Friday, May 9, 2008

The Flowerpot Men (Part 2 of 2)

For their third release, 1986's Alligator Bait EP, The Flowerpot Men expanded to a four-piece.... maybe. Drummer Mark Irving is undoubtedly a real person, but the "Mr. Delmardes" credited with keyboards and programming has never shown up anywhere else. The "foursome" are joined by singers Sam Brown and Margo Buchanan on backing vocals. The two songs on side one, "Alligator Bait" and "Django", fall into the Flowerpots' established formula, but they widen their horizons on the B-side. "Watching the Pharoahs" (sic) has light, boppy verses divided by a rocking chorus, and "Sharpen My Heart" is a slow, creepy ballad. Also recorded in 1986 was The Janice Long Session, a four-song live performance for Radio One. On this record (recorded March 9, 1986, broadcast April 24, 1986, and produced by Barry Andrews) the band consists of the core duo of Ben Watkins and Adam Peters plus the two backup singers from Alligator Bait. What's notable is how close the performances sound to the studio recordings (most of it is programmed), but also how distinctive Peters' electric cello sounds. So that's what those deep whooshing sounds are. The session also introduced a new Flowerpot Men song, the bouncy "Beat City." That song would appear on the Ferris Bueller's Day Off soundtrack, but no soundtrack album was ever released. Does anyone know if that was a studio version, or this live-in-the-studio session? The Janice Long Session was their last record before they signed to Polydor and became Sunsonic, so this concludes my Flowerpot Men posts. Get both 4-song EPs here or here.


10 comments:

jack said...

Thanks for the history lesson. Ever since their song appeared on Ferris Bueller, I've attempted to find out more about the band. I've also been listening to your earlier posts related to them. They had quite a time on the fringes!

Fantod said...

You're welcome. It seems I neglected to mention any background on Adam Peters: more than just a guy with an electric cello, he was a keyboardist and string arranger for Echo and the Bunnymen. Those lush strings on Ocean Rain are all his doing. After the Flowerpot Men broke up he was in the band Family of God, and he is currently in the New York-based electronic band Neulander.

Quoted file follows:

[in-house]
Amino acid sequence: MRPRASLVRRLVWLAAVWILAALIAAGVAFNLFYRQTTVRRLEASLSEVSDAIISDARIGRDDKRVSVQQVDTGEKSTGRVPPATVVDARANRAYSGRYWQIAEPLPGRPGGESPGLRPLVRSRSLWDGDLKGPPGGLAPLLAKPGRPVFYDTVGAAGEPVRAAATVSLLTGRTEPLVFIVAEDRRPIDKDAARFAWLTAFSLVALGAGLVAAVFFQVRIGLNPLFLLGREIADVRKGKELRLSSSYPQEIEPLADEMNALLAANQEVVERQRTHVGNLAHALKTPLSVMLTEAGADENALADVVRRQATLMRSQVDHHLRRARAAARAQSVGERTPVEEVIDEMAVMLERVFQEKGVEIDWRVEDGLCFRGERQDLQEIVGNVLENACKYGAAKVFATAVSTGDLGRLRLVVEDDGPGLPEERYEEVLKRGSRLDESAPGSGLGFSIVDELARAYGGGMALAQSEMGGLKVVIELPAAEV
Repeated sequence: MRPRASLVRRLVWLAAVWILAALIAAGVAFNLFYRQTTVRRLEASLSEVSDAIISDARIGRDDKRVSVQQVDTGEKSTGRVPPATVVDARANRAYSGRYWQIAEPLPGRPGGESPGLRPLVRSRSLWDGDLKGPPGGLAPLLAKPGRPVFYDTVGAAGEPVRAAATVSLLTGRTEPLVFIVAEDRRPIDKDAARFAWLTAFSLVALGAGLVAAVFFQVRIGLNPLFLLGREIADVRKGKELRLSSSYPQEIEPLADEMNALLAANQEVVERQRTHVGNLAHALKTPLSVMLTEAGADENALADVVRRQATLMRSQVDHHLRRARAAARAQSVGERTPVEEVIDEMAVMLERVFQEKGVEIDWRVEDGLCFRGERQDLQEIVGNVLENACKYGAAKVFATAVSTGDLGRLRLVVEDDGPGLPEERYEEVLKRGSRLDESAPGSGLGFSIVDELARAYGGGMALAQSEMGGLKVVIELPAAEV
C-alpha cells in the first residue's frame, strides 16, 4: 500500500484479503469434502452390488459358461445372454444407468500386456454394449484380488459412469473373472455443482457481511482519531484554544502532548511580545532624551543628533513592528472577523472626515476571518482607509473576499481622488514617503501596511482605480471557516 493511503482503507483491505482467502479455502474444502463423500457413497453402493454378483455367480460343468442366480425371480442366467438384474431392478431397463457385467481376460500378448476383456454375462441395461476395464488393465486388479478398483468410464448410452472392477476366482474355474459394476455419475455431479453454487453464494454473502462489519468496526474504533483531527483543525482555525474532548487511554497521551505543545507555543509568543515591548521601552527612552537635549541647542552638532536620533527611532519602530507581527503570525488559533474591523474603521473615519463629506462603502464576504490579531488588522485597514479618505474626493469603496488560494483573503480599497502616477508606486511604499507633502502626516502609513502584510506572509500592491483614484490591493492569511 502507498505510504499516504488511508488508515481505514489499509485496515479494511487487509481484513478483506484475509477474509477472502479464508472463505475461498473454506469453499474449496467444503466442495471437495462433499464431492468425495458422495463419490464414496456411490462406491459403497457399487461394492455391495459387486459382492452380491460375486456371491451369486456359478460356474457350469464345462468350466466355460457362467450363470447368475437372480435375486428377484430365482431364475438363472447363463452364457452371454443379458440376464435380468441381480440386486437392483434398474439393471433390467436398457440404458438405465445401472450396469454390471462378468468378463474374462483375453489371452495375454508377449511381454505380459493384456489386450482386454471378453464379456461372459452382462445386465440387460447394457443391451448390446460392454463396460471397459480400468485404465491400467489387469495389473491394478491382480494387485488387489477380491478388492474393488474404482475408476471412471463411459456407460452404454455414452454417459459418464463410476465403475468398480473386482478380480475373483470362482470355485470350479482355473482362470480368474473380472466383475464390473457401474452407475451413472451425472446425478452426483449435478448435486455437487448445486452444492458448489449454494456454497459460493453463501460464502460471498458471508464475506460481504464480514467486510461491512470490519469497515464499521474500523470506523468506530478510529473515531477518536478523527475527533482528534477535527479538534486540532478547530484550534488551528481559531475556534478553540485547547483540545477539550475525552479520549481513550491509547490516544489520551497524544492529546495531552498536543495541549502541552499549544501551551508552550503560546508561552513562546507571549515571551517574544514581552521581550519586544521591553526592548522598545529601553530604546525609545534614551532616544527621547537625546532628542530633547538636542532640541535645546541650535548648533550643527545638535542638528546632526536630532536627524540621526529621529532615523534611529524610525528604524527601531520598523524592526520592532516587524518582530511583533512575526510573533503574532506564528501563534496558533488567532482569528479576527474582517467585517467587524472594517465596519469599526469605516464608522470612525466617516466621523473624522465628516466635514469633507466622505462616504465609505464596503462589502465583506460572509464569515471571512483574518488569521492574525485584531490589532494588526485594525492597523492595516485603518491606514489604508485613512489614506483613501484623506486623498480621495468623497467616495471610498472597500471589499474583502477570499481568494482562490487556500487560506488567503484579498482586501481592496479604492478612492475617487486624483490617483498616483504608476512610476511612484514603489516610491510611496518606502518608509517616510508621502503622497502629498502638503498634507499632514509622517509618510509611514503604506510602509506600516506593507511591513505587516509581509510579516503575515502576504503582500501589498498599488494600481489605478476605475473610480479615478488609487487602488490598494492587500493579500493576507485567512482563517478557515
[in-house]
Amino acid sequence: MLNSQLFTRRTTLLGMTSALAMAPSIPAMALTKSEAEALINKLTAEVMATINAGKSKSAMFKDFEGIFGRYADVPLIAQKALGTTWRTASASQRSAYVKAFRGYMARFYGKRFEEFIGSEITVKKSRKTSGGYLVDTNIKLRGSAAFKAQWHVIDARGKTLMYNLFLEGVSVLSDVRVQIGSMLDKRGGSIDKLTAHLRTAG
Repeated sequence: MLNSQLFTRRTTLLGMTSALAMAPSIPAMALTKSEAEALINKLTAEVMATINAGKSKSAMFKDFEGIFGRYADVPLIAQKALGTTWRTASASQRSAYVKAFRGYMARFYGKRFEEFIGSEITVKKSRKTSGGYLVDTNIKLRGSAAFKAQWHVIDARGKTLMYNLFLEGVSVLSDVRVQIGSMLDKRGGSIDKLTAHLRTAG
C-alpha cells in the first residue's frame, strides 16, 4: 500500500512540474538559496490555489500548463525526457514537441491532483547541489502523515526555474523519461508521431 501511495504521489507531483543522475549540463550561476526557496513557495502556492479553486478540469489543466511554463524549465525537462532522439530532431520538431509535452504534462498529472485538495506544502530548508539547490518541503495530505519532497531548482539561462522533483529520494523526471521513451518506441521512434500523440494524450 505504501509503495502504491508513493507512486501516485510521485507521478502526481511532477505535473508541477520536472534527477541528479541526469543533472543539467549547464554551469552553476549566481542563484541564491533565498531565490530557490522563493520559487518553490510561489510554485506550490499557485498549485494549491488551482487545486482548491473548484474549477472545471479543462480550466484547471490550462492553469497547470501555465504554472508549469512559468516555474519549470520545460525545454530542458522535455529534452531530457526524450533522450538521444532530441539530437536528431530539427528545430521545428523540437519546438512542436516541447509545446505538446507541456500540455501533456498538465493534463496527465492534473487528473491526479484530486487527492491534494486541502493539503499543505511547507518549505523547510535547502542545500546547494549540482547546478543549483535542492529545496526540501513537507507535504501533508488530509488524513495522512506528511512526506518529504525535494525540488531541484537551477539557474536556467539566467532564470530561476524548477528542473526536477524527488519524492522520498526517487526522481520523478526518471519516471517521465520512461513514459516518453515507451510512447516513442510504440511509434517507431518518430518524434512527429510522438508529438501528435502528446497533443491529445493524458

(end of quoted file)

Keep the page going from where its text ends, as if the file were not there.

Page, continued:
Ad Nauseam said...

Merçi pour ces raretes je ne pensais que le groupe avait d'autres tracks
Merçi beaucouq

robin said...

Thanks for these -- haven't heard them in ages. But I knew enough to check out Neulander. The first EP was incredible but then followed an album with the same great tracks and lots of boring filler. But do get "sex, god + money".

jagman said...

Thanks Fantod. I love the 'Beat City' track. The version on Ferris Bueller is certainly not the version here. I grabbed a poor copy of the film soundtrack version some years ago from a share site and it's distinctly different - including a timing fluff (I think) at 2:39 and a strangely ragged drum track. Sounds like a studio resording to me... I like the soundtrack version better but probably beacause that's what I heard first.

Anonymous said...

Thanks for this! By the way, I had to speed up the playback of "Beat City" by about 1.75% to correct the pitch. Is this from vinyl?

Normal variability in household voltage can affect rotation speed on a turntable, which in turns affects the pitch. Does the turntable have a strobe light and/or fine tuning control? I had an old Technics turntable that had a strobe light on the side. You would turn the fine tuning control until the interference patterns from the strobe light on the side of the turntable lined up. That locked in the precise rotation speed.